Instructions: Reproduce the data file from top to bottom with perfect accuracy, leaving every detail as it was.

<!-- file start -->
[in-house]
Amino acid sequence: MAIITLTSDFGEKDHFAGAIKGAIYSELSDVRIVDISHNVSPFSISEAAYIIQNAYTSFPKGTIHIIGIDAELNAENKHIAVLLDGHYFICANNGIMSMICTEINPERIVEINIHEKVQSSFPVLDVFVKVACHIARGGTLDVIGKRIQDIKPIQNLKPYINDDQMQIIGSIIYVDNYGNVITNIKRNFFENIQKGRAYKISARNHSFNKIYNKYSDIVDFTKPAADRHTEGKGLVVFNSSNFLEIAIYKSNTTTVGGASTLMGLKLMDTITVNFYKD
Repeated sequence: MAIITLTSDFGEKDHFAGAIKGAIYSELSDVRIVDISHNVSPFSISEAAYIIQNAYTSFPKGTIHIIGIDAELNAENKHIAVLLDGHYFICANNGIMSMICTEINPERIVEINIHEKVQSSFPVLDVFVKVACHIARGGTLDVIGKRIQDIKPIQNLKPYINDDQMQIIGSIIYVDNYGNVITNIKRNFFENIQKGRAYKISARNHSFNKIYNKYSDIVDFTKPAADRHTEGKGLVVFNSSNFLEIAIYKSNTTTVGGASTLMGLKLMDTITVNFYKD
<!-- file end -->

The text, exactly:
[in-house]
Amino acid sequence: MAIITLTSDFGEKDHFAGAIKGAIYSELSDVRIVDISHNVSPFSISEAAYIIQNAYTSFPKGTIHIIGIDAELNAENKHIAVLLDGHYFICANNGIMSMICTEINPERIVEINIHEKVQSSFPVLDVFVKVACHIARGGTLDVIGKRIQDIKPIQNLKPYINDDQMQIIGSIIYVDNYGNVITNIKRNFFENIQKGRAYKISARNHSFNKIYNKYSDIVDFTKPAADRHTEGKGLVVFNSSNFLEIAIYKSNTTTVGGASTLMGLKLMDTITVNFYKD
Repeated sequence: MAIITLTSDFGEKDHFAGAIKGAIYSELSDVRIVDISHNVSPFSISEAAYIIQNAYTSFPKGTIHIIGIDAELNAENKHIAVLLDGHYFICANNGIMSMICTEINPERIVEINIHEKVQSSFPVLDVFVKVACHIARGGTLDVIGKRIQDIKPIQNLKPYINDDQMQIIGSIIYVDNYGNVITNIKRNFFENIQKGRAYKISARNHSFNKIYNKYSDIVDFTKPAADRHTEGKGLVVFNSSNFLEIAIYKSNTTTVGGASTLMGLKLMDTITVNFYKD